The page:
Mjsjazz New Member Thread Starter

    Location:
    Black mountain, nc
    Thanks. I just ordered the cable! Glad I joined this web site!!!! Great advice.
     
  8. Mjsjazz

    Mjsjazz New Member Thread Starter

    Location:
    Black mountain, nc
    Thanks. This is a great idea. Will look into a stand alone recorder. Could I use my Ipad or Iphone???
     
  9. formbypc

    formbypc Forum Resident

    To transfer the files? I don't think so. USB sticks are cheap and readily available.
     
  10. Boltman92124

    Boltman92124 Fish tacos.

    Location:
    San Diego
    Back in the day, I transferred all of my DAT collection to CD using a Denon CD recorder. Then I ripped the CD's onto my server later on. So I have both digital and physical media. But that's stick and stones from years ago.
     
    BruceS likes this.
  11. harby

    harby Forum Resident

    Location:
    Portland, OR, USA
    Back in the day, you could also use a DDS2 backup drive and the right software on SGI, MAC, or Linux to rip the digital audio right off the tape (which should be the same digital that comes out of SPDIF you can digitally record.)

    >20 year old hardware and software required.

    [​IMG]
     
    vwestlife likes this.
  12. BruceS

    BruceS El Sirviente del Gato

    Location:
    Reading, MA US
    I have done similar with my minidiscs. Recorded them to CD-RW and then ripped. Excellent results, as always depending on source quality. I still do this on occasion, when needed. I should think that DAT > CD would be even better. I haven't saved all that many of the minis, though. Nothing wrong with a little old-schooledness!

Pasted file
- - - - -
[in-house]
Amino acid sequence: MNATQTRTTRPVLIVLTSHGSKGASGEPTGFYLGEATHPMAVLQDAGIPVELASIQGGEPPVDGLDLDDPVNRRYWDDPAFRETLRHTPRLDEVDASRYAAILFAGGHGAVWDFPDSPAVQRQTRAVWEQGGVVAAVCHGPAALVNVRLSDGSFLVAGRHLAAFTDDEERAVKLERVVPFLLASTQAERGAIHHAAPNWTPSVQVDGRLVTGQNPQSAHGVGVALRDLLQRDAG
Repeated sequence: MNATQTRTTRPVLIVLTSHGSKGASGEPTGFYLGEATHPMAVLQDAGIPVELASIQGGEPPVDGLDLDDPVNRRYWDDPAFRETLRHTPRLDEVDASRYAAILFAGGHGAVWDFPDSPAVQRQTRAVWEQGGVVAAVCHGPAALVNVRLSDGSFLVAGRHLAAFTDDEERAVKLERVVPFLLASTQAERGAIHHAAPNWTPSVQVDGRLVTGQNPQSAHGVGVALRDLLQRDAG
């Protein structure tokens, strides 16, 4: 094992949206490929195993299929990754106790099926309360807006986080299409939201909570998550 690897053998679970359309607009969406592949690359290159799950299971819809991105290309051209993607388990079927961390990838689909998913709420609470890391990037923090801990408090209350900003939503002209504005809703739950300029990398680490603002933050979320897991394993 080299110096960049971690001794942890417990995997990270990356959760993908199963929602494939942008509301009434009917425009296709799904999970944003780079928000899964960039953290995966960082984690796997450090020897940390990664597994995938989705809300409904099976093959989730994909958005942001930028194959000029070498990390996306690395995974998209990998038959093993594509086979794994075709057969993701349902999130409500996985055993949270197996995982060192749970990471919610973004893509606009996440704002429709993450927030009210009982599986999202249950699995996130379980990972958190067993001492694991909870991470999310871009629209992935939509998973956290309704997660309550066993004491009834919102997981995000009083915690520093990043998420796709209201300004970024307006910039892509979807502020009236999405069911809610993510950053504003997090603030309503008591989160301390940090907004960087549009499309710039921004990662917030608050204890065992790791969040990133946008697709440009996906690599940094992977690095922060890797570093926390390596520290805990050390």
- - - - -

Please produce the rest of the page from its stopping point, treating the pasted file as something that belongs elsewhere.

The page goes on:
Boltman92124 likes this.
  13. Boltman92124

    Boltman92124 Fish tacos.

    Location:
    San Diego
    Unfortunately, that dual well Denon CD recorder bit the dust pretty quickly. I still have my Denon DTR2000g anniversary edition DAT machine. It actually works still but some of the tapes are toast. Glad I did it when I did it.
     
    BruceS likes this.
  14. BruceS

    BruceS El Sirviente del Gato

    Location:
    Reading, MA US
    Double DAC chips on that Denon DAT, which is enshrined on TVK:
    Denon DTR-2000G on thevintageknob.org
    For some reason, the audio gods whispered in my ear every time I considered getting rid of any of my three standalone CD recorders. Like their owner, they are at times cranky, but basically still work.
     
    Boltman92124 likes this.
  15. Boltman92124

    Boltman92124 Fish tacos.

    Location:
    San Diego
    Cool link. Thanks! Yes, mine has the 80th anniversary badge along with the plug in side wood panels. It is the Japanese version and needs the electric converter. All this talk about it and I might set it up this weekend for fun!
     
  16. BruceS

    BruceS El Sirviente del Gato

    Location:
    Reading, MA US
    I guess you should—sounds like a fun thing to do! I have a gold, Japan-version Sony MXD-D400 CD/MD deck that requires a 120 > 100 v. converter. Glad you liked the link. I have spent countless hours there, usually when I was getting paid to do something else. :)